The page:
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Both Pip in Charles Dickens' 'Great Expectations' and Jem and Scout in Harper Lee's 'To Kill a Mockingbird' have deep fears in early childhood - How do the authors create these fears and vulnerabilities?

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Introduction

English Wider Reading Assignment Both Pip in Charles Dickens' 'Great Expectations' and Jem and Scout in Harper Lee's 'To Kill a Mockingbird' have deep fears in early childhood. How do the authors create these fears and vulnerabilities? Charles Dickens' 'Great Expectations' and Harper Lee's 'To Kill a Mockingbird' are two very different books. 'Great Expectations' tells the story of a young boy growing up in Kent at the beginning of the 19th century, and 'To Kill a Mocking Bird' centres around two children growing up in America in the 1930s. However, despite the obvious differences in the infant characters and the cultures in which they live, all of the children have deep fears, and both authors use devices to give the reader an insight into what the child experiences. The children are also presented as vulnerable needing advice and reassurance when faced with problems, and trying to find adults that they can trust and confide in. There are many ways in which Dickens attempts to display Pip's vulnerability in 'Great Expectations', and one of the most obvious is the pathos in the initial chapter. Pip begins by standing in a deserted graveyard, looking at his parent's grave. The reader immediately knows that Pip loves his parents, even though he did not know them, and the reader assumes that Pip spends a lot of time in the churchyard looking at his family's graves, as if he is spending time with his family. ...read more.

Middle

There is no doubt that Dickens created the infant Pip as a 'victim.' Almost every other character insults or physically hurts Pip. One of the persecutors is Pip's own sister, known as 'Mrs. Joe'. She resents having to look after Pip, and often beats him with 'a wax ended piece of cane' euphemistically referred to as 'the Tickler.' Another of Pips persecutors is Joe's uncle, known to all as Uncle, Pumblechook, who takes every possible opportunity to show his dominance over Pip. One of the most obvious is at the Christmas meal, when Uncle Pumblechook calls Pip 'a swine' and the entire meal becomes a punishment for Pip. The lives of Atticus children are often dominated by the irrational fear of one group of characters, the Radleys. The Radley family are the only family which are not a real part of Maycomb's community, and rumours and legends have built up around the house and the family, notably the mysterious Arthur Radley, commonly known as 'Boo'. Scout describes Boo as a 'malevolent phantom', he intrigues the children with his solitary existence, as they do not understand how anybody could live without the community around them. One of the most haunting characters in Great Expectations is 'Miss Havisham', a woman who was jilted on her wedding day, and has stopped her life on the day, leaving everything exactly as it was. ...read more.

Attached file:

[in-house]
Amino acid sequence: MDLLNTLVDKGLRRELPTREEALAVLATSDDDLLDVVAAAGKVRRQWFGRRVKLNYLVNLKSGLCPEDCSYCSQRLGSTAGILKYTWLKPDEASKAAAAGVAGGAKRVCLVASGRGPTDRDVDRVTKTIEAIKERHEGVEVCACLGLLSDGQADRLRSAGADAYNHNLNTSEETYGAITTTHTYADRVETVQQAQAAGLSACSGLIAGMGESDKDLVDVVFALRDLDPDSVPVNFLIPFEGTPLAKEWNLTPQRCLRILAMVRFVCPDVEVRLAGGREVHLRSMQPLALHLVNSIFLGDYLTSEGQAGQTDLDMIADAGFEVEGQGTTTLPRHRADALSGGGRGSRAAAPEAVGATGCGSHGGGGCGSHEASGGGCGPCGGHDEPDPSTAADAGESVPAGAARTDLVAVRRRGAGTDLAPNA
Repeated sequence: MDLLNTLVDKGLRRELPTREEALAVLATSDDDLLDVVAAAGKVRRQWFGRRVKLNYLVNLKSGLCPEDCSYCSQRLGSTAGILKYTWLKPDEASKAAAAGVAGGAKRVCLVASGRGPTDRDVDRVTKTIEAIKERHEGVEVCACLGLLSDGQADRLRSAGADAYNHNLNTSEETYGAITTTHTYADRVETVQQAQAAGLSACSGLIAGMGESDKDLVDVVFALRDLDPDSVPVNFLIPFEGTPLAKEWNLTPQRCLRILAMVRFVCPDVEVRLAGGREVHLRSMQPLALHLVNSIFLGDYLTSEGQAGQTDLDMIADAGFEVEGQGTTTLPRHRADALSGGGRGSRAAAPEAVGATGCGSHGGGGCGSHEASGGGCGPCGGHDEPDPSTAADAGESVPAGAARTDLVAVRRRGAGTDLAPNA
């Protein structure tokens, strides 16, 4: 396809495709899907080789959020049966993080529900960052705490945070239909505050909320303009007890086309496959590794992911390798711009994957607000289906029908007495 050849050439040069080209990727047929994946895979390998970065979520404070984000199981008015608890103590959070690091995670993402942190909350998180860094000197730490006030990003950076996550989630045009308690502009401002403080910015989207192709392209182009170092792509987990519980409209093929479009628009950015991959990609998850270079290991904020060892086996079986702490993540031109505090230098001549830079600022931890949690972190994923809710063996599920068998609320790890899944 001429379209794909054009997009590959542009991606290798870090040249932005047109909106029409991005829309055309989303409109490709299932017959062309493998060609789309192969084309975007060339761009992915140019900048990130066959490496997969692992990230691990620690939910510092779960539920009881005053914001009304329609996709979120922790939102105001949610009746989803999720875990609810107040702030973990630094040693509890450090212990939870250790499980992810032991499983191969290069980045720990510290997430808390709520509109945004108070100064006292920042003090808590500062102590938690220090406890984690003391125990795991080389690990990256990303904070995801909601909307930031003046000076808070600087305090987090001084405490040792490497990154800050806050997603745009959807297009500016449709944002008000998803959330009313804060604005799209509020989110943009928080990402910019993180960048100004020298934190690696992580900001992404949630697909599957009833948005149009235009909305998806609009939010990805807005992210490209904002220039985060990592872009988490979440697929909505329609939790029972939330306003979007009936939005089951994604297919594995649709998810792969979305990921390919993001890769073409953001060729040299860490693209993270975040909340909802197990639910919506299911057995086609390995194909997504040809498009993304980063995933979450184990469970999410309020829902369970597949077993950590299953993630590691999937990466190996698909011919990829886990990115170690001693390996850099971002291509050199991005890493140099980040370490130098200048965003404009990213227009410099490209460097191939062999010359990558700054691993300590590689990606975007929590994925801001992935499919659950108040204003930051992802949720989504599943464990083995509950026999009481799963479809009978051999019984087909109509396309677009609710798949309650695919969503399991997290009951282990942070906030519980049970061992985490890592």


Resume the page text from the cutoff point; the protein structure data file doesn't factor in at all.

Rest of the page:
Conclusion

Another device that Dickens uses to inform the reader about the characters are charecternyms. Initially, Pip; a Pip is defined as 'a small seed' and this especially in his infant years, is very suitable. He has to grow, and become bigger, and although he is only small he contains great potential. Estella is another example of a charecternym. Estella means 'star' and through Pip the reader sees many characteristics of a star. She is distant and apparently cold. The allegory to a star is intensified in Pip's first meeting with Estella 'her light came down the dark passage like a star.' Pumblechook is a name which, it itself suggests a large, rotund character and Uncle Pumblechook reflects this name. Pip feels intimidated by his size. Dickens use characternyms to show the reader Pip's view of the characters. Pip, Jem and Scout all have fears in their childhood, but they react to them differently. Pip stoically accepts his situation, and continues to endure the oppression inflicted upon him. Pip confides in Joe, but Joe is unable to take any action. Jem and Scout also feel threatened, but they can tell Atticus, who is always willing to mediate between them and other people, and do all that he can to solve their problems. To conclude, Dickens and Lee both use devices in their writing to present a child's view of the world, and both successfully convey the fears and vulnerabilities of their infant characters. Pritters Free GCSE coursework Page 1 of 3 ...read more.

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